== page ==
By Fayaz Bukhari, Devjyot Ghoshal and Asif Shahzad
SRINAGAR, India/ISLAMABAD (Reuters) – Pakistan’s military will “go to any extent” to support people in Kashmir, its army chief said on Tuesday, as India kept up a telecoms blackout for a second day to deter protests over its scrapping of special status for the region.
In a move to tighten its grip on the Himalayan region also claimed by Pakistan, India dropped a constitutional provision that allowed the country’s only Muslim-majority region to make its own laws.
After a meeting with top commanders in the city of Rawalpindi, Pakistan’s army chief expressed support for the people of Kashmir, and the prime minister said he was weighing an approach to the United Nations Security Council.
“The Pakistan Army firmly stands by the Kashmiris in their just struggle to the very end,” said General Qamar Javed Bajwa. “We are prepared and shall go to any extent to fulfil our obligations in this regard.”
The nuclear-armed neighbours have fought two of their three wars over the territory, and engaged in an aerial clash in February after a militant group based in Pakistan claimed responsibility for an attack on an Indian military convoy.
Video images by Reuters partner ANI showed deserted streets on Tuesday in Srinagar, the main city of the region at the heart of a nearly 30-year armed revolt India accuses Pakistan of helping.
In response, Islamabad says it only gives moral and diplomatic support to the Kashmiri people in their struggle for self-determination.
“We will fight it at every forum. We’re thinking how we can take it to International Court (of Justice)… to the United Nations Security Council,” Prime Minister Imran Khan told Pakistan’s parliament.
Hours before Monday’s news, Indian authorities had clamped an unprecedented communications blackout on Kashmir, arresting its leaders, including two former state chief ministers.
Although the leaders had warned that the change, which frees up land for purchase by non-residents, would provoke unrest, the blackout and a heavy deployment of troops, including tens of thousands of additional soldiers, have helped curb agitation.
A backlash against New Delhi’s decision to tighten control over the region was imminent, however, since many saw the move as a breach of trust, said Shah Faesal, the leader of the Jammu and Kashmir People’s Movement.
“We might see an eruption when the guard is down,” he told Reuters. “People are taking it as an act of humiliation.”
Kashmir’s regional politicians said they were kept in the dark about the move and feared a wider crackdown. Three leaders Reuters met on Monday at their homes in Srinagar had little knowledge of the situation outside.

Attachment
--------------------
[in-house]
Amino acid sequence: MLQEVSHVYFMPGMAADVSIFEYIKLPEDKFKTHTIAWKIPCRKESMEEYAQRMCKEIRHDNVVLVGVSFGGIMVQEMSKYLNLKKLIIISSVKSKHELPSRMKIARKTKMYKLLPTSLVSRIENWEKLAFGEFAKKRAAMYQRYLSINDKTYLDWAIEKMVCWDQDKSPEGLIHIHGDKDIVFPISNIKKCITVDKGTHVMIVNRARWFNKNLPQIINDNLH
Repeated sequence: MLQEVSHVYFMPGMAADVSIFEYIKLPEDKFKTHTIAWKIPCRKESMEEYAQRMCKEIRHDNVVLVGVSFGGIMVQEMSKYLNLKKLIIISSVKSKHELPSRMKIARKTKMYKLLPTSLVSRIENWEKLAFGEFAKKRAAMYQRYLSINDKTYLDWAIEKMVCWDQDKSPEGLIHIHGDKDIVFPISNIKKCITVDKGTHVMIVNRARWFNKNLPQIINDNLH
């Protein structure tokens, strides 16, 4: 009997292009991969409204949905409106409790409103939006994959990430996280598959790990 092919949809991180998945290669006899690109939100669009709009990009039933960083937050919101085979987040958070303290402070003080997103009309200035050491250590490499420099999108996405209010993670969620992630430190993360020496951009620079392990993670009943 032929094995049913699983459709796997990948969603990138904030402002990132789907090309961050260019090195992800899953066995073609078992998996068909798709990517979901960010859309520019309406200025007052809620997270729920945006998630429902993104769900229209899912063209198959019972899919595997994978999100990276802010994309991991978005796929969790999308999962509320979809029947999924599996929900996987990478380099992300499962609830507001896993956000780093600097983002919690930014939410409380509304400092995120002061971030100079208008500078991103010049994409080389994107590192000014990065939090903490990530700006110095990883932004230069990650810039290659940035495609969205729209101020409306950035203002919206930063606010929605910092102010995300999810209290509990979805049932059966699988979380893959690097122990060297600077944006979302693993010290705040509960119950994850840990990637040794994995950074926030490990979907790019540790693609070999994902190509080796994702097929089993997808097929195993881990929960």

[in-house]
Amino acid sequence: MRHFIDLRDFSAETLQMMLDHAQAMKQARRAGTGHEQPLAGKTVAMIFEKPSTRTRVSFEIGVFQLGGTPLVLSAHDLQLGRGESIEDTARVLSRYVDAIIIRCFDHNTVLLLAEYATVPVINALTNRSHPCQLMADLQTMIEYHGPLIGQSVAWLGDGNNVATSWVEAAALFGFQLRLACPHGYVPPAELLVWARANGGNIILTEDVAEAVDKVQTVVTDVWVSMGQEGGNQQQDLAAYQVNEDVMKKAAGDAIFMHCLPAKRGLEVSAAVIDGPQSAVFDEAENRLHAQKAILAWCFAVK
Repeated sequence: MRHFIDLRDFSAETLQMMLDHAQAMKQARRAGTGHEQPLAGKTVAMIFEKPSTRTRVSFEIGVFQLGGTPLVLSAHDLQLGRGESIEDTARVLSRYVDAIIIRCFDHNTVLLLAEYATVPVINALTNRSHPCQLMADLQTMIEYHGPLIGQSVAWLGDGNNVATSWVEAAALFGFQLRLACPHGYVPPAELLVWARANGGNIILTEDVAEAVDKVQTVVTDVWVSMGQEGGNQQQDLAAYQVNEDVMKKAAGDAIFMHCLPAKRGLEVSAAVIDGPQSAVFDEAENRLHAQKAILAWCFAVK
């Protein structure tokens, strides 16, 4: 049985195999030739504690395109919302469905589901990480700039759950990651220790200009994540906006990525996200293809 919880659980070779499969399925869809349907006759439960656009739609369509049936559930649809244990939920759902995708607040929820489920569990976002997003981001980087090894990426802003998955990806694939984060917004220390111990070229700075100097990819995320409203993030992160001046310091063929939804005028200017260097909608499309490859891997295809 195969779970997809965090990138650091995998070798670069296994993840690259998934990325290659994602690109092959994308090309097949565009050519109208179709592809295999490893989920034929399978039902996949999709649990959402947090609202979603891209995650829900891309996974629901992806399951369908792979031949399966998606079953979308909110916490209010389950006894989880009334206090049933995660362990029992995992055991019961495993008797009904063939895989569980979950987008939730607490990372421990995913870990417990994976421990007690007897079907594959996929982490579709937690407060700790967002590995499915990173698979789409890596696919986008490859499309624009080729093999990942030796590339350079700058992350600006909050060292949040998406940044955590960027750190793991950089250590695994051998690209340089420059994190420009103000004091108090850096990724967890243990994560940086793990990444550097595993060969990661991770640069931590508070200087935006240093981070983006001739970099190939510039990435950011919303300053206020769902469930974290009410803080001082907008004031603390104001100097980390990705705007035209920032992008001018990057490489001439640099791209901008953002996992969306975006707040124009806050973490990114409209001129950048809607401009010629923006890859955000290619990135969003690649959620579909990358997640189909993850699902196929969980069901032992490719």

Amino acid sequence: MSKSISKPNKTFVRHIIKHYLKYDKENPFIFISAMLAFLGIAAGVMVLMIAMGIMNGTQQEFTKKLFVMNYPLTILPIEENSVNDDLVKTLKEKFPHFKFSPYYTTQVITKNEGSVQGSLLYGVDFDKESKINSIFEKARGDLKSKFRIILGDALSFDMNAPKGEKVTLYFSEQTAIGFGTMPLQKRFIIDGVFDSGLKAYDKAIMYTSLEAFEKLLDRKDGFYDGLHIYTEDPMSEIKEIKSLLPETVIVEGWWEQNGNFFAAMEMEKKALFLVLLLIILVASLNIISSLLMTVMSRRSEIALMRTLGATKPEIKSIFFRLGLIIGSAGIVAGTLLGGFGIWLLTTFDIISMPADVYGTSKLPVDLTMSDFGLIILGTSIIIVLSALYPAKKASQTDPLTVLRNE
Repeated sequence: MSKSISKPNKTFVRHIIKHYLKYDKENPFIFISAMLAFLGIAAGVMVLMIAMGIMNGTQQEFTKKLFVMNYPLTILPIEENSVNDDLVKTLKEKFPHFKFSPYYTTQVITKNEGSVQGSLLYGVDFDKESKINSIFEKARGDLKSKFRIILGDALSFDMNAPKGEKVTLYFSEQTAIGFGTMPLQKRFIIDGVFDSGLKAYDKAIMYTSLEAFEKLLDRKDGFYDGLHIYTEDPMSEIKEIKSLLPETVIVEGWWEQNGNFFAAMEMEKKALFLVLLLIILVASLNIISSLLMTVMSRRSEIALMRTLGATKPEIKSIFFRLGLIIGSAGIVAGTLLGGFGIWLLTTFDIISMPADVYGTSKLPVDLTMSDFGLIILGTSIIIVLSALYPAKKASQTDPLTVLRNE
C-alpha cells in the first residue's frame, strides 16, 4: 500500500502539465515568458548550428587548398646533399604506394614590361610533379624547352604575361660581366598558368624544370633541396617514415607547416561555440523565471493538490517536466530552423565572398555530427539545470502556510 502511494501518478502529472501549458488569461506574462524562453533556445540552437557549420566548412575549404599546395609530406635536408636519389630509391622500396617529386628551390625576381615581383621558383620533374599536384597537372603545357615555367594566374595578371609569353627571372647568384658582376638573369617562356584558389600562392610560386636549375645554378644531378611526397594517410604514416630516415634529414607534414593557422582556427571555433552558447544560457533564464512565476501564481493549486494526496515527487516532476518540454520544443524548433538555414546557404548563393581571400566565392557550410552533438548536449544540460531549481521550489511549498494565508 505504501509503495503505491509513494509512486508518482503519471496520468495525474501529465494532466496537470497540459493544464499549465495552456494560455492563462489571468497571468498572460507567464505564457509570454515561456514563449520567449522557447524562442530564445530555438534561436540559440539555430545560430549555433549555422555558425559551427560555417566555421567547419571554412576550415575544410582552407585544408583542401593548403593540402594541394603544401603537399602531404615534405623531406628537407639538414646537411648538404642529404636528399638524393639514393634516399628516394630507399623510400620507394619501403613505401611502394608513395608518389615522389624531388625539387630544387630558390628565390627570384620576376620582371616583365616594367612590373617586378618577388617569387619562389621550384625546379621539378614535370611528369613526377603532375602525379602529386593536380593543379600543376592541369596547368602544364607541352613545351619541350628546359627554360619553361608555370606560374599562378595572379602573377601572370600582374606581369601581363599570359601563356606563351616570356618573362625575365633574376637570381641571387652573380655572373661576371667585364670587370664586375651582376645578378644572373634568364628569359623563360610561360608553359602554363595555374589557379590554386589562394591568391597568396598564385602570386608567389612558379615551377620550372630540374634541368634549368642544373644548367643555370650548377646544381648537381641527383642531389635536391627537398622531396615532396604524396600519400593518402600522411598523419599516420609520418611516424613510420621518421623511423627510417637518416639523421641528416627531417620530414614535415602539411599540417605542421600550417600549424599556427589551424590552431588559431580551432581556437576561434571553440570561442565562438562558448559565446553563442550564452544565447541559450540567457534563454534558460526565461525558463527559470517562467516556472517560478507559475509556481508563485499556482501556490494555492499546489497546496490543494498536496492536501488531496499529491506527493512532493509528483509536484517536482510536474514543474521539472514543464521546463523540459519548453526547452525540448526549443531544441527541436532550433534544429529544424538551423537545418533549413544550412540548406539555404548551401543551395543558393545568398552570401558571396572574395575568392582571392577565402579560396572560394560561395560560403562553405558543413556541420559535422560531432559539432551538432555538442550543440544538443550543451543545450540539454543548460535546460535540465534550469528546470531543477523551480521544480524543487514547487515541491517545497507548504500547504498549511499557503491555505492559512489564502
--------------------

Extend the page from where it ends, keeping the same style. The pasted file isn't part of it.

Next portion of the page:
“This will be difficult – difficult for people, difficult for political parties,” said Rafi Ahmed Mir, spokesman of the People’s Democratic Party, which was part of the BJP coalition that ruled the state until last year.
Armed police on Tuesday patrolled every few hundred metres in Srinagar, where a ban on public gatherings of more than four people stayed in force. Educational institutions and most shops in residential neighbourhoods were shut.
Some shopkeepers said stocks were running out after days of panic buying.
“No provisions are left in my shop, and no fresh supplies are coming,” said grocery store owner Jehangir Ahmad.
At a Srinagar hospital hit by the crackdown on telephone, television and internet communications, staff were working overtime, with ambulances sent to bring in doctors and nurses.
“We are managing for now,” said a senior official at the 500-bed Lal Ded hospital who sought anonymity as he was not authorised to speak to media.
Security forces fired tear gas and pellets to disperse sporadic protests on Monday, said one police official who declined to be identified.
“There was stone-pelting in some parts of the city,” he added.
In Muzaffarabad, the capital of Pakistan-governed Kashmir about 45 km (28 miles) from the neighbours’ contested border, protests entered a second day, with hundreds of people, including children, shouting anti-India slogans.
In the nearby Neelum Valley, where the two sides have exchanged heavy shelling in recent weeks, all shops and businesses shut in protest.
Many Kashmiris have relatives on both sides of the border, but those on the Pakistani side say they have been unable to reach people in India for days.
Tanveer-ul-Islam, who migrated to Muzaffarabad in 1990, said he had lost touch with his mother in Indian Kashmir since Sunday.
“You can’t even imagine my pain,” he added. “We do not know about the well-being of anyone across the divide.”
In Dhaka, the capital of neighbouring Bangladesh, hundreds of people protested outside the national mosque after noon prayers, chanting slogans such as “Go to hell, Hindustan. Go to hell, the Modi government. May Kashmir be free.”
(Additional reporting by Tariq Naqash in Muzaffarabad and Ruma Paul in DHAKA; Writing by Aditya Kalra and Sanjeev Miglani; Editing by Clarence Fernandez)